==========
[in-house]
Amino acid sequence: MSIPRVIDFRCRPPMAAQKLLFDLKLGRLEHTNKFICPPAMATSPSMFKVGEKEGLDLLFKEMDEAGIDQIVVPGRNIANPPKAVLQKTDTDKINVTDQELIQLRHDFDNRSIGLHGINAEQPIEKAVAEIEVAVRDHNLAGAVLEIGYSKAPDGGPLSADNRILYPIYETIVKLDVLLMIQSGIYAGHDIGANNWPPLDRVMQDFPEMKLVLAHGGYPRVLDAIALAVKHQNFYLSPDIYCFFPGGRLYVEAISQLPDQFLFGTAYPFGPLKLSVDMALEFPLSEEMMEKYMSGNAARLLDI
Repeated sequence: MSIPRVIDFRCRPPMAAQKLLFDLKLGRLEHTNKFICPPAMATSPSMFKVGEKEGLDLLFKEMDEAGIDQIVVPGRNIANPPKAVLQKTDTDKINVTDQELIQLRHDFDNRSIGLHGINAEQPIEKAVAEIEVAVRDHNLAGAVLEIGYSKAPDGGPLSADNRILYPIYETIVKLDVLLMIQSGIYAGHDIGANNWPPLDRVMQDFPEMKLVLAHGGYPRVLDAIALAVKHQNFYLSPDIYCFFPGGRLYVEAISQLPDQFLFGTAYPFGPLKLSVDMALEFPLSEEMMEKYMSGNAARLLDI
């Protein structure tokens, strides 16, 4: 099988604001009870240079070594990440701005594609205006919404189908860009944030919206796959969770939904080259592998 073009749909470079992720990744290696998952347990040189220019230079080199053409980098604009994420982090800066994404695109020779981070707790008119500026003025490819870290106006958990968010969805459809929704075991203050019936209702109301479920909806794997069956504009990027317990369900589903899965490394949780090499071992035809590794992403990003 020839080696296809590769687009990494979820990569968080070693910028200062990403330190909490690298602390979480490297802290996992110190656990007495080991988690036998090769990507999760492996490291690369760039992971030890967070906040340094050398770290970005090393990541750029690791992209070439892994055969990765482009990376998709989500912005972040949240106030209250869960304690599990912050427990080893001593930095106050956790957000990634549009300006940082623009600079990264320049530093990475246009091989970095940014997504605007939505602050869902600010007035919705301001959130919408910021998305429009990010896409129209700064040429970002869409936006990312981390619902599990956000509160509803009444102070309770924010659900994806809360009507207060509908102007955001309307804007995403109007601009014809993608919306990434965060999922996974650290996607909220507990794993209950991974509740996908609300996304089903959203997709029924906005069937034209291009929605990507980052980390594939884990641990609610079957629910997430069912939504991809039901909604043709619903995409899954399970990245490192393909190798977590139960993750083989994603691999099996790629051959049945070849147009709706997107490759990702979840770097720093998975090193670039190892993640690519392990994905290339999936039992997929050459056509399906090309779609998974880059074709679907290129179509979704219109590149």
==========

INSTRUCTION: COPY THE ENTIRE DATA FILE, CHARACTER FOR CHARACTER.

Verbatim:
[in-house]
Amino acid sequence: MSIPRVIDFRCRPPMAAQKLLFDLKLGRLEHTNKFICPPAMATSPSMFKVGEKEGLDLLFKEMDEAGIDQIVVPGRNIANPPKAVLQKTDTDKINVTDQELIQLRHDFDNRSIGLHGINAEQPIEKAVAEIEVAVRDHNLAGAVLEIGYSKAPDGGPLSADNRILYPIYETIVKLDVLLMIQSGIYAGHDIGANNWPPLDRVMQDFPEMKLVLAHGGYPRVLDAIALAVKHQNFYLSPDIYCFFPGGRLYVEAISQLPDQFLFGTAYPFGPLKLSVDMALEFPLSEEMMEKYMSGNAARLLDI
Repeated sequence: MSIPRVIDFRCRPPMAAQKLLFDLKLGRLEHTNKFICPPAMATSPSMFKVGEKEGLDLLFKEMDEAGIDQIVVPGRNIANPPKAVLQKTDTDKINVTDQELIQLRHDFDNRSIGLHGINAEQPIEKAVAEIEVAVRDHNLAGAVLEIGYSKAPDGGPLSADNRILYPIYETIVKLDVLLMIQSGIYAGHDIGANNWPPLDRVMQDFPEMKLVLAHGGYPRVLDAIALAVKHQNFYLSPDIYCFFPGGRLYVEAISQLPDQFLFGTAYPFGPLKLSVDMALEFPLSEEMMEKYMSGNAARLLDI
């Protein structure tokens, strides 16, 4: 099988604001009870240079070594990440701005594609205006919404189908860009944030919206796959969770939904080259592998 073009749909470079992720990744290696998952347990040189220019230079080199053409980098604009994420982090800066994404695109020779981070707790008119500026003025490819870290106006958990968010969805459809929704075991203050019936209702109301479920909806794997069956504009990027317990369900589903899965490394949780090499071992035809590794992403990003 020839080696296809590769687009990494979820990569968080070693910028200062990403330190909490690298602390979480490297802290996992110190656990007495080991988690036998090769990507999760492996490291690369760039992971030890967070906040340094050398770290970005090393990541750029690791992209070439892994055969990765482009990376998709989500912005972040949240106030209250869960304690599990912050427990080893001593930095106050956790957000990634549009300006940082623009600079990264320049530093990475246009091989970095940014997504605007939505602050869902600010007035919705301001959130919408910021998305429009990010896409129209700064040429970002869409936006990312981390619902599990956000509160509803009444102070309770924010659900994806809360009507207060509908102007955001309307804007995403109007601009014809993608919306990434965060999922996974650290996607909220507990794993209950991974509740996908609300996304089903959203997709029924906005069937034209291009929605990507980052980390594939884990641990609610079957629910997430069912939504991809039901909604043709619903995409899954399970990245490192393909190798977590139960993750083989994603691999099996790629051959049945070849147009709706997107490759990702979840770097720093998975090193670039190892993640690519392990994905290339999936039992997929050459056509399906090309779609998974880059074709679907290129179509979704219109590149």